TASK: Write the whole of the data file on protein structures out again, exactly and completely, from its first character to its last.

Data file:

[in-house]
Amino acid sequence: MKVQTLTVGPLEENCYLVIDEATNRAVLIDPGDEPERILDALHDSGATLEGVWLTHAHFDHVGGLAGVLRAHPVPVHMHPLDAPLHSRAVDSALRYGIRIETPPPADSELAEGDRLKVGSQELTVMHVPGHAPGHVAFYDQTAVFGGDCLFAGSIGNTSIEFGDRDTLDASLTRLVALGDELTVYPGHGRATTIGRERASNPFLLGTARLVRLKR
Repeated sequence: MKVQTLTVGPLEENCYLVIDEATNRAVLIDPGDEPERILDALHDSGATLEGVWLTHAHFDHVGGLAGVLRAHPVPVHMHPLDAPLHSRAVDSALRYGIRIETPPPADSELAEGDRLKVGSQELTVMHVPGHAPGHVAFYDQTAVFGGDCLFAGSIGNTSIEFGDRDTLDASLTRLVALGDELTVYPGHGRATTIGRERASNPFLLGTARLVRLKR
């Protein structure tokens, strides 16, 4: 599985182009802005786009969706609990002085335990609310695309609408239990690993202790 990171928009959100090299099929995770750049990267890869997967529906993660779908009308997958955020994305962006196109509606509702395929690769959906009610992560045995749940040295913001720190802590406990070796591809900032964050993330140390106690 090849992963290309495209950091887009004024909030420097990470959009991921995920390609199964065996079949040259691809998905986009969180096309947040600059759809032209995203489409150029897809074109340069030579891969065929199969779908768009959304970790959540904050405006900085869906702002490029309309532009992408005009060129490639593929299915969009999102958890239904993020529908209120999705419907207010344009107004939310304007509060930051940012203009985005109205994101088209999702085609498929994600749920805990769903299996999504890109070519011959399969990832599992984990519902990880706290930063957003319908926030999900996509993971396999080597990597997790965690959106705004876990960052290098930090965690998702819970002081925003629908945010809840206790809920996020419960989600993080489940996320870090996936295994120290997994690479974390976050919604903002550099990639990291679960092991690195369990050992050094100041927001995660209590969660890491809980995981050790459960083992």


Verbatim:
[in-house]
Amino acid sequence: MKVQTLTVGPLEENCYLVIDEATNRAVLIDPGDEPERILDALHDSGATLEGVWLTHAHFDHVGGLAGVLRAHPVPVHMHPLDAPLHSRAVDSALRYGIRIETPPPADSELAEGDRLKVGSQELTVMHVPGHAPGHVAFYDQTAVFGGDCLFAGSIGNTSIEFGDRDTLDASLTRLVALGDELTVYPGHGRATTIGRERASNPFLLGTARLVRLKR
Repeated sequence: MKVQTLTVGPLEENCYLVIDEATNRAVLIDPGDEPERILDALHDSGATLEGVWLTHAHFDHVGGLAGVLRAHPVPVHMHPLDAPLHSRAVDSALRYGIRIETPPPADSELAEGDRLKVGSQELTVMHVPGHAPGHVAFYDQTAVFGGDCLFAGSIGNTSIEFGDRDTLDASLTRLVALGDELTVYPGHGRATTIGRERASNPFLLGTARLVRLKR
């Protein structure tokens, strides 16, 4: 599985182009802005786009969706609990002085335990609310695309609408239990690993202790 990171928009959100090299099929995770750049990267890869997967529906993660779908009308997958955020994305962006196109509606509702395929690769959906009610992560045995749940040295913001720190802590406990070796591809900032964050993330140390106690 090849992963290309495209950091887009004024909030420097990470959009991921995920390609199964065996079949040259691809998905986009969180096309947040600059759809032209995203489409150029897809074109340069030579891969065929199969779908768009959304970790959540904050405006900085869906702002490029309309532009992408005009060129490639593929299915969009999102958890239904993020529908209120999705419907207010344009107004939310304007509060930051940012203009985005109205994101088209999702085609498929994600749920805990769903299996999504890109070519011959399969990832599992984990519902990880706290930063957003319908926030999900996509993971396999080597990597997790965690959106705004876990960052290098930090965690998702819970002081925003629908945010809840206790809920996020419960989600993080489940996320870090996936295994120290997994690479974390976050919604903002550099990639990291679960092991690195369990050992050094100041927001995660209590969660890491809980995981050790459960083992």